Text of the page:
Big packetsThe third and final division between the Bellheads and the Netheads is over something terribly mundane: the number of bytes in an ATM packet. Yet this may be the fault line that ends up mattering most. Packet size is the primary reason Sean Doran hasn't deployed ATM equipment in Sprint's network; it is also the reason why MCI's Vint Cerf did.
An IP packet has a 20-byte header and a variable-length payload of anywhere from 12 to 65,615 bytes. Contrast this with an ATM packet, technically known as a cell, which is 53 bytes long. The first five bytes (called the header) contain information about the cell and its connection; the next 48 bytes (the payload) contain the actual data. It's difficult to convey how insane ATM's cell scheme sounds to anyone in the data community, but it's roughly equivalent to Ford announcing a new car shaped like an upright obelisk. Sure, it could be made to work, but it's neither aerodynamic nor practical. If anyone did something that dumb, you'd suspect political meddling. You'd be right.
In 1988, International Telecommunications Union delegates met in Geneva to decide on the length of an ATM packet. It was immediately obvious that consensus was going to be difficult. The Europeans wanted 32-byte payloads, because that would be best for voice, while the Americans and Japanese wanted 128-byte payloads, since that would be better for data.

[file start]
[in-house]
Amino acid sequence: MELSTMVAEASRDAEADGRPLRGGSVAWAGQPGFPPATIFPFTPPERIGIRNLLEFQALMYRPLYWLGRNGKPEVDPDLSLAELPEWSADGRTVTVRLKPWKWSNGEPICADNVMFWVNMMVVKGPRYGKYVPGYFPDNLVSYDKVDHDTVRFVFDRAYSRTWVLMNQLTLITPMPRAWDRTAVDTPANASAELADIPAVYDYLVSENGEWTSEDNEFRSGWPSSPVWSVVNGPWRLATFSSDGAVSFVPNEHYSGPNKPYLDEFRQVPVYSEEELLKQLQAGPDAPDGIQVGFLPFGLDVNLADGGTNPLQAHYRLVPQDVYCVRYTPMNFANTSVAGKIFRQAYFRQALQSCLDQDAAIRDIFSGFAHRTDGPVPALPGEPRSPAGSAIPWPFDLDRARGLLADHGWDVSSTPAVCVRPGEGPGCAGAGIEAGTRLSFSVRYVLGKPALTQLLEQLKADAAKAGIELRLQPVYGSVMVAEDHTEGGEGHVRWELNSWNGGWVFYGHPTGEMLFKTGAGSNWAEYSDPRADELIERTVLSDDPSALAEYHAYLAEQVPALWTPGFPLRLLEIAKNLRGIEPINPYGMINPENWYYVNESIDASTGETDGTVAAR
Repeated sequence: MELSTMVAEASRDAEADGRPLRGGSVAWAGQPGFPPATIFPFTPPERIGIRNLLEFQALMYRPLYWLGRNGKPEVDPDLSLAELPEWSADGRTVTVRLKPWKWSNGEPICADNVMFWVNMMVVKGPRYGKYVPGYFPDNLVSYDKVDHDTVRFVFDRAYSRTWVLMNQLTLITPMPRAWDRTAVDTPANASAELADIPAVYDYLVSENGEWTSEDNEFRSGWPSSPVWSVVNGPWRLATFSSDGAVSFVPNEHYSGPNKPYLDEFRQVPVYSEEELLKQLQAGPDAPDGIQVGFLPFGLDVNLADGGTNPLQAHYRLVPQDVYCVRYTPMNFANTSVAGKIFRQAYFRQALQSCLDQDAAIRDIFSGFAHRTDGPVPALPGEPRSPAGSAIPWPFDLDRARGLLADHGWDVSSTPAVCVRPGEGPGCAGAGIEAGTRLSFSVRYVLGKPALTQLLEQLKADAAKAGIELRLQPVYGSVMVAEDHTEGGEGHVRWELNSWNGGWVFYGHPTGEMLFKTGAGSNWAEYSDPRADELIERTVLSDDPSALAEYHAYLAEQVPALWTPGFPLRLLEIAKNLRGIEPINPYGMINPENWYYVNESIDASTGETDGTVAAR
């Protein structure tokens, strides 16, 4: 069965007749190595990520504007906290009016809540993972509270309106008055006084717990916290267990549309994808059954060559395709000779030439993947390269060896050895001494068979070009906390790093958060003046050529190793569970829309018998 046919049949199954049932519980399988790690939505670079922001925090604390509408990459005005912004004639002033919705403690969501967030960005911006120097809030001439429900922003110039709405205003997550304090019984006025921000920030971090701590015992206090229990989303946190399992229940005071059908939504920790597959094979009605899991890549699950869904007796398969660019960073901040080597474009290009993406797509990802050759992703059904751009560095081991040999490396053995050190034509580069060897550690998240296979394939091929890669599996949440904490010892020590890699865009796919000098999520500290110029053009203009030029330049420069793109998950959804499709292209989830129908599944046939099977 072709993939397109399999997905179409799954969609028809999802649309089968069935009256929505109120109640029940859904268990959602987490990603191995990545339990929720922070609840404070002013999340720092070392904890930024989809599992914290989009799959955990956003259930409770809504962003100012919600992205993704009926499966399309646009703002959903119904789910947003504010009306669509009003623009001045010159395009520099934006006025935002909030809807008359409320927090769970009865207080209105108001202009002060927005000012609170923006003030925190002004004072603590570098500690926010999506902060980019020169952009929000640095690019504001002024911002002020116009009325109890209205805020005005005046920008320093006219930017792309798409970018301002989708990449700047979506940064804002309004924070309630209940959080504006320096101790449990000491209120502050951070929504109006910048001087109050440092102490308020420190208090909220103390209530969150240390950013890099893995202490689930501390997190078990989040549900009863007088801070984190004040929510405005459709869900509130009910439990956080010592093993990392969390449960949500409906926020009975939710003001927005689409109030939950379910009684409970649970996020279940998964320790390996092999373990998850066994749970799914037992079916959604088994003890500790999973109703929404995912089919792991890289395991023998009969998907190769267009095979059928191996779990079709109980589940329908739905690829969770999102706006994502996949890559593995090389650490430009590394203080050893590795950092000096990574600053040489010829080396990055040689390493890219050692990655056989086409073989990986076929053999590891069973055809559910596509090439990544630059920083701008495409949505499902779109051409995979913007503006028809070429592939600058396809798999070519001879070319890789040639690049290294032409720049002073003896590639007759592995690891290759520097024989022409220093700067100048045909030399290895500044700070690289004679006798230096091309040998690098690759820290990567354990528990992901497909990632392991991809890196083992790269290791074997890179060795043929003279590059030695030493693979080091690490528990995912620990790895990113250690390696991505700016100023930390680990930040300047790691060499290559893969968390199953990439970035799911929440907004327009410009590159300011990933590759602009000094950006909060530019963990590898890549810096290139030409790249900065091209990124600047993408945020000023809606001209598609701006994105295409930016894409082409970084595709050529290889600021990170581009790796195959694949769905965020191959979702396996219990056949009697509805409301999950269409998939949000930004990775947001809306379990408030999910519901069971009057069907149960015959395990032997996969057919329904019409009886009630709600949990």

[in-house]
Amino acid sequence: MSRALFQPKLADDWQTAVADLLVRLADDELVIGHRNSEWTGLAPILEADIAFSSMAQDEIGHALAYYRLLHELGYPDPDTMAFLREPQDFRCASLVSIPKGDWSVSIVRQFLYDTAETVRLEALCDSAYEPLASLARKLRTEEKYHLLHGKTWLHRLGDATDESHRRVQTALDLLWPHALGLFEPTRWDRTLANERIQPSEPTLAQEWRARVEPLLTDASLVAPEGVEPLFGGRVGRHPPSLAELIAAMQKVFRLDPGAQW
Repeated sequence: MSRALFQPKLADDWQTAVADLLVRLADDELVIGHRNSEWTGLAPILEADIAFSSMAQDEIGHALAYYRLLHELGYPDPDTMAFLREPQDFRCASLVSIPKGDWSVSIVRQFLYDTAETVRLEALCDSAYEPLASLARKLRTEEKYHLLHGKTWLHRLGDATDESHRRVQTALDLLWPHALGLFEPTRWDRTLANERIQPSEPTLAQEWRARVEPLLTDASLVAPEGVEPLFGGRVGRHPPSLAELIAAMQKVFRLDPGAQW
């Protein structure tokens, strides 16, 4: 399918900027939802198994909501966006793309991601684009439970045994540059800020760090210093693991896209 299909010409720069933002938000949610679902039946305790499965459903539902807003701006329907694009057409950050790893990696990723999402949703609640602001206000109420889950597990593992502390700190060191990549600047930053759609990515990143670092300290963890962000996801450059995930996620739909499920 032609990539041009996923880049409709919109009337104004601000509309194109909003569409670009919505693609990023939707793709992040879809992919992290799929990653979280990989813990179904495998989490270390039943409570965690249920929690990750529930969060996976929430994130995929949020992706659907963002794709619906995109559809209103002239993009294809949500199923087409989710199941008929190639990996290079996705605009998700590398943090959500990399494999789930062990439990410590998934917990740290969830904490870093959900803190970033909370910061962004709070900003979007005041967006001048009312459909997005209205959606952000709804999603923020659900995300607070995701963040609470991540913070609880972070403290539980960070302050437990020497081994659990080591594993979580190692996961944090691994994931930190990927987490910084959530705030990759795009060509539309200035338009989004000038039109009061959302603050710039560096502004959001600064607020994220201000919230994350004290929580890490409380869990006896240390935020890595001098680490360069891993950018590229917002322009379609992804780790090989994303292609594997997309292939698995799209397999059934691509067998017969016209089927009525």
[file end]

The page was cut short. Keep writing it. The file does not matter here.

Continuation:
The discussion quickly turned confrontational, with the US and France becoming the main combatants. Pressure built to solve the question the diplomatic way: split the difference. And so was born the 48-byte payload, which, combined with a 5-byte header (the smallest that the ITU could agree upon), added up to a 53-byte cell.
No one was terribly pleased with the result. Sandy Fraser, one of the men who developed the core ATM techniques at Bell Labs in the 1970s, was forced to watch his technology haggled over like some kind of border dispute and now says, "In my view, they picked the worst of both worlds." The Netheads were far more vocal. T-shirts and buttons with a slash through a red 53 became popular at Internet conferences. Sean Doran practically sputters when the topic comes up, claiming that the short cell size incurs a 30% overhead.
Netheads like standards to evolve. Bellheads like them fixed. That way, manufacturers face less risk: they don't need to worry that their products will quickly be rendered worthless by a competing standard. We are currently watching these two approaches play out in the switch and router industry. While datacentric IP router manufacturers have hung back, waiting to see where the market is headed, ATM switchmakers have leapt ahead, secure in the knowledge that their standard is backed by the world's mammoth telecom companies. Hence, it is possible to go out and buy an ATM switch today that runs at 622 Mbps. But top-of-the-line IP routers from Cisco and NetStar still go up to only 155 Mbps.